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Warren Berlinger, film and television actor, dies at 83

Warren Berlinger, whose character acting career spanned more than six decades and featured a myriad of roles in film and television dramas and comedies, died Wednesday at Henry Mayo Newhall Hospital in Santa Clarita, in California. He was 83 years old.

Mr Berlinger’s daughter, Elizabeth Berlinger Tarantini, said the cause of death was cancer.

On television in the 1960s, 70s and In the 1980s, her roles included appearances in “Operation Petticoat”, “Too Close for Comfort” and “Murder, She Wrote”. He has also appeared on “Friends”, “Columbo” and “Charlie’s Angels”.

Mr. Berlinger appeared in several episodes of the sitcom “Happy Days” during the 1970s and 1980s, in roles including Dr. Logan, Mr. Vanburen, and Army Sgt. Betchler. His last television credit dates back to 2016 on “Grace and Frankie”.

In the film, Mr. Berlinger, starred in “I’m Going… I’m Going… For Now” (1976) with Diane Keaton, “The Cannonball Run” (1981) and “The World According to Garp” (1982).

Mr. Berlinger was born in Brooklyn on August 31, 1937 to Elias and Frieda Berlinger. Her father owned a glass store in Brooklyn and her mother was a housewife. Before his acting career took off, he took courses at Columbia University.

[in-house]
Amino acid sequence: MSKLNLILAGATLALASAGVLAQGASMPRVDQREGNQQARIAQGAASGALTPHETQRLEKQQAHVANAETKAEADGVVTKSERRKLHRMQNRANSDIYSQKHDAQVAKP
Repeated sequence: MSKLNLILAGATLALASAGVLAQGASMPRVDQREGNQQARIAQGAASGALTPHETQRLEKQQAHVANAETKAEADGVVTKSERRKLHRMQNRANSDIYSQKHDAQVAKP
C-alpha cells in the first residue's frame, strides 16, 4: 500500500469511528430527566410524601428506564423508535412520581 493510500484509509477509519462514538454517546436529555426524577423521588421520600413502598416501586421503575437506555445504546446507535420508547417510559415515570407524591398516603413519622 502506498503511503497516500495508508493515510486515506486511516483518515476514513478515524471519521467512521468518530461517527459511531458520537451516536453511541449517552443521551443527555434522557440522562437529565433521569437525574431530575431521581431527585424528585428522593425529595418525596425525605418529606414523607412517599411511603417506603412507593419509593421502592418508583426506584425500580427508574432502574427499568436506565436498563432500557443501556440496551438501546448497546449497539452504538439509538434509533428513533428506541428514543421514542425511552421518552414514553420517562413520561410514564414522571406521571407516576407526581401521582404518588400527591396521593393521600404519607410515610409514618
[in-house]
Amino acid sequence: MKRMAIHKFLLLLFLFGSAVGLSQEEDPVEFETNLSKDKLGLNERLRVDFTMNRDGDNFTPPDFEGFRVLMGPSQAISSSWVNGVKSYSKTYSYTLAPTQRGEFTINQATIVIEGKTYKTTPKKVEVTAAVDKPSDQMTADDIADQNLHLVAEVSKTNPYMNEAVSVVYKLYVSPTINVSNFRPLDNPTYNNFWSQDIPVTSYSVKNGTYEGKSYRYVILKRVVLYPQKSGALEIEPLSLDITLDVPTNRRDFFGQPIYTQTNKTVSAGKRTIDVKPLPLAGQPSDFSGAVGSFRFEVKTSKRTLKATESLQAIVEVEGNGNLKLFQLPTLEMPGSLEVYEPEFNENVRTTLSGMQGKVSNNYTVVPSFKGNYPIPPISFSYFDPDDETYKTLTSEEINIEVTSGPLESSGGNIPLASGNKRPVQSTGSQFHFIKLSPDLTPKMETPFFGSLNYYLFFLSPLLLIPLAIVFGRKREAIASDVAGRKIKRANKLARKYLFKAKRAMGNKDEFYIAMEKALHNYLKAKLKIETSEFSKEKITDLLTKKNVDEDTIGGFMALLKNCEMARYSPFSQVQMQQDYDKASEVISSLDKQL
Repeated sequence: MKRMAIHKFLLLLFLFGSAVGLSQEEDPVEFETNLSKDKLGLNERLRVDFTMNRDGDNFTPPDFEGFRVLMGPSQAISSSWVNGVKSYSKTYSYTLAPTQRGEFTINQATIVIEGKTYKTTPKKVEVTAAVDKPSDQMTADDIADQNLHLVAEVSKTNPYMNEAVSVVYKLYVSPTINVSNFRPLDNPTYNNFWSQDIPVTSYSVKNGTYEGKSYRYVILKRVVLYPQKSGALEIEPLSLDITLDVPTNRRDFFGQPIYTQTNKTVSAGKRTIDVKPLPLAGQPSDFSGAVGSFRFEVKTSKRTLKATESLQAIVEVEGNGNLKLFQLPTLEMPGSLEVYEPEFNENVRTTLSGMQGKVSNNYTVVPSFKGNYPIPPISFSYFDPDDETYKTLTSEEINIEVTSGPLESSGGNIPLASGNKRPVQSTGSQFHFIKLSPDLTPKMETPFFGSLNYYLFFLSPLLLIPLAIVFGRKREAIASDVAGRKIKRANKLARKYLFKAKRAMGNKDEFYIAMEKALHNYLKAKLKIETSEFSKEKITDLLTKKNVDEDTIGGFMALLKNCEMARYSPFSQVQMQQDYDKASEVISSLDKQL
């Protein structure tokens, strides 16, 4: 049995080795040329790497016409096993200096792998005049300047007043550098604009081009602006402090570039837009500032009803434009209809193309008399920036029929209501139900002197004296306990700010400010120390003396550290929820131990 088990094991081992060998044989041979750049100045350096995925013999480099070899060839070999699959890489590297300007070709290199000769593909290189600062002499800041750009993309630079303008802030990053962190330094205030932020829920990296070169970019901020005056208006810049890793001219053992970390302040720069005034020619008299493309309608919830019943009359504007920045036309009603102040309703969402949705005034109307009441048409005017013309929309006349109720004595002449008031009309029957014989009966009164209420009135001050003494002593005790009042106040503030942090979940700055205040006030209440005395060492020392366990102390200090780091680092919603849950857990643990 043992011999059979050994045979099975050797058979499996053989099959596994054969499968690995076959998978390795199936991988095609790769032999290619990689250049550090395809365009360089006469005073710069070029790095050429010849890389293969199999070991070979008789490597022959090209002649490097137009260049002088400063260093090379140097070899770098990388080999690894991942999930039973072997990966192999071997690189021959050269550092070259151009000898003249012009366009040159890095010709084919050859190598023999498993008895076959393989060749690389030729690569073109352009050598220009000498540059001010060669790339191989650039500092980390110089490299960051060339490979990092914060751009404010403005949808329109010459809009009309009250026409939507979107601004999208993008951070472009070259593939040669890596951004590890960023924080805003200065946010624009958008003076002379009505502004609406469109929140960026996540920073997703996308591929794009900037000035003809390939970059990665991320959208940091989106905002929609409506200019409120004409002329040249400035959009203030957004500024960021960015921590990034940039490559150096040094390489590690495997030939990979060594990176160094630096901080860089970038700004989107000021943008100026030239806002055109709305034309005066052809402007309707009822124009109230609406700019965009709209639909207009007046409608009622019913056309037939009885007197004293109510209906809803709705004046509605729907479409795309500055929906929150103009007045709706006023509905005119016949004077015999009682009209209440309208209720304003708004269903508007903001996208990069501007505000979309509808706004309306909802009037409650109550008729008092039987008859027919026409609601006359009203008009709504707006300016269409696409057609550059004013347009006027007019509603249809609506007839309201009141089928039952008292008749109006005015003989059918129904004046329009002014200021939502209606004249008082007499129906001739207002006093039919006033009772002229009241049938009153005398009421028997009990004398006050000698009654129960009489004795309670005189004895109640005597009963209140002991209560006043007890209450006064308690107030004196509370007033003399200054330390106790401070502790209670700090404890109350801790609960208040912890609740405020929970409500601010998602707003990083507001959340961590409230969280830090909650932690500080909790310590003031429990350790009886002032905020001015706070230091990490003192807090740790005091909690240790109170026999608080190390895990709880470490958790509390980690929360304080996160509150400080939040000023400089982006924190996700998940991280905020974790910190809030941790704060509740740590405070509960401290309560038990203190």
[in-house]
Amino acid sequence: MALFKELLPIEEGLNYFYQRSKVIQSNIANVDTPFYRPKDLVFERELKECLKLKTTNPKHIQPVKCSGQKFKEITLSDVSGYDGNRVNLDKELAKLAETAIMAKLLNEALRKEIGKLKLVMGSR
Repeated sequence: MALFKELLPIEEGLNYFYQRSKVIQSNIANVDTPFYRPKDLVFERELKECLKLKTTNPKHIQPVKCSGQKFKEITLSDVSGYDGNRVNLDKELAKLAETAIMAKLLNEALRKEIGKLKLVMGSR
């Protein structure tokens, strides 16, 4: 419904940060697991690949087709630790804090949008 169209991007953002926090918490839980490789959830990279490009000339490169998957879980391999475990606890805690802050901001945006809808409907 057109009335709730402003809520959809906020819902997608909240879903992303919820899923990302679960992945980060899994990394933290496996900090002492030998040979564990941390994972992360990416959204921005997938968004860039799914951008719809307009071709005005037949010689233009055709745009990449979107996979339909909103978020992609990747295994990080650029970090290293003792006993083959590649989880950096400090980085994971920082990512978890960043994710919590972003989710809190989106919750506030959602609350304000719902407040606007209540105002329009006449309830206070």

Mr Berlinger met actress Betty Lou Keim when they were child actors in an industrial film that showed how globes were made. He plucked his pigtail braids off, Mr Berlinger’s granddaughter Katie Tarantini said on Saturday.

Mr. Berlinger and Mrs. Keim were in the 1956 film “Teenage Rebel”, her first film, adapted from the play “A Roomful of Roses”, in which they also starred.

Mr. Berlinger married Mrs. Keim in 1960; she died in 2010. Mr. Berlinger is survived by four children, Lisa Wooding, David Berlinger, Edward Berlinger and Elizabeth Berlinger Tarantini; eight grandchildren; and a great-grandson.

Of all the characters played by Mr. Berlinger, his favorite was J. Pierrepont Finch in the musical “How to be successful in business without really trying”. Mr. Berlinger played the character for two years as part of the 1963 cast in London.

As part of a project in her senior year of high school, Ms Tarantini explained why she believed Finch was her grandfather’s favorite role: As a struggling actor working hard to be successful, Mr Berlinger saw himself in the character of the series, who was window cleaners seeking to climb the corporate ladder.

At a dinner at a London hotel one evening after the show, the restaurant’s orchestra sang a song from the show, “I Believe in You,” Berlinger told an interviewer in November 2019.

“We were the talk of the town,” he says. “I get chills even talking about it.”